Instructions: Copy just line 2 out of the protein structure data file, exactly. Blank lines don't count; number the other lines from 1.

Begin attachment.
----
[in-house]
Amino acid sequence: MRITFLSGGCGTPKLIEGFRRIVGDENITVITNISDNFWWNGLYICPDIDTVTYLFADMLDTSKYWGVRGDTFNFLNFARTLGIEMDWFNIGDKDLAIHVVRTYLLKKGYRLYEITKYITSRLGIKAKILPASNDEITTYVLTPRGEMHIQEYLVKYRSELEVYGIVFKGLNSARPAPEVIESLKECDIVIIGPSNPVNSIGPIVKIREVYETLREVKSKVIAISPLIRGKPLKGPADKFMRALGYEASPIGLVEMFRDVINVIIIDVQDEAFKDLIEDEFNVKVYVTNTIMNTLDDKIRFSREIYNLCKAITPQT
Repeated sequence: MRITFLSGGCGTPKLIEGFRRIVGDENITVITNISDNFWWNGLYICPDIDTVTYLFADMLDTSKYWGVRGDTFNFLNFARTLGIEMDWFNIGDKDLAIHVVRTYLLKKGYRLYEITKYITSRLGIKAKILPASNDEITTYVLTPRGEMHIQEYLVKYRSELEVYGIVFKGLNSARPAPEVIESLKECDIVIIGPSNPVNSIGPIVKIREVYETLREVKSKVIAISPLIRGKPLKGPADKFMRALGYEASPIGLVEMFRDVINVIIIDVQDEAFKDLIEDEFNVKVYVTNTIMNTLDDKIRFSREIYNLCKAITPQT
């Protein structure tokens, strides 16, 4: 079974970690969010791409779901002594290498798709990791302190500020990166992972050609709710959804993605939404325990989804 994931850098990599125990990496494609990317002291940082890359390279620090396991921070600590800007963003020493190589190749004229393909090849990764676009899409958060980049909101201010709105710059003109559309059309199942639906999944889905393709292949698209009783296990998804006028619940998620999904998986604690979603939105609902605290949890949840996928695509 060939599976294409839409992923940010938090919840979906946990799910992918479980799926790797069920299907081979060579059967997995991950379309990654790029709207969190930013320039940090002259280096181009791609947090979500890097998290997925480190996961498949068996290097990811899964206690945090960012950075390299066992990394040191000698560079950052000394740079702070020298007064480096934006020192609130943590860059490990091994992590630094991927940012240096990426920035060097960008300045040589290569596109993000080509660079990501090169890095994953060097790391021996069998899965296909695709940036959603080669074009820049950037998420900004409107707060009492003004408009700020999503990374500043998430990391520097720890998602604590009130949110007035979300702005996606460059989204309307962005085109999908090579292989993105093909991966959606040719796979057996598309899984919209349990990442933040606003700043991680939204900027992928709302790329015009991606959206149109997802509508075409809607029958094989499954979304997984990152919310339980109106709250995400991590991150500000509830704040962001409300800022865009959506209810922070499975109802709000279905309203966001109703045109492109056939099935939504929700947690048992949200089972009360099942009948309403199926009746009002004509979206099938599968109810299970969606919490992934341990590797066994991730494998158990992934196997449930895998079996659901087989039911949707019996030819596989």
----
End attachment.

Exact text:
Amino acid sequence: MRITFLSGGCGTPKLIEGFRRIVGDENITVITNISDNFWWNGLYICPDIDTVTYLFADMLDTSKYWGVRGDTFNFLNFARTLGIEMDWFNIGDKDLAIHVVRTYLLKKGYRLYEITKYITSRLGIKAKILPASNDEITTYVLTPRGEMHIQEYLVKYRSELEVYGIVFKGLNSARPAPEVIESLKECDIVIIGPSNPVNSIGPIVKIREVYETLREVKSKVIAISPLIRGKPLKGPADKFMRALGYEASPIGLVEMFRDVINVIIIDVQDEAFKDLIEDEFNVKVYVTNTIMNTLDDKIRFSREIYNLCKAITPQT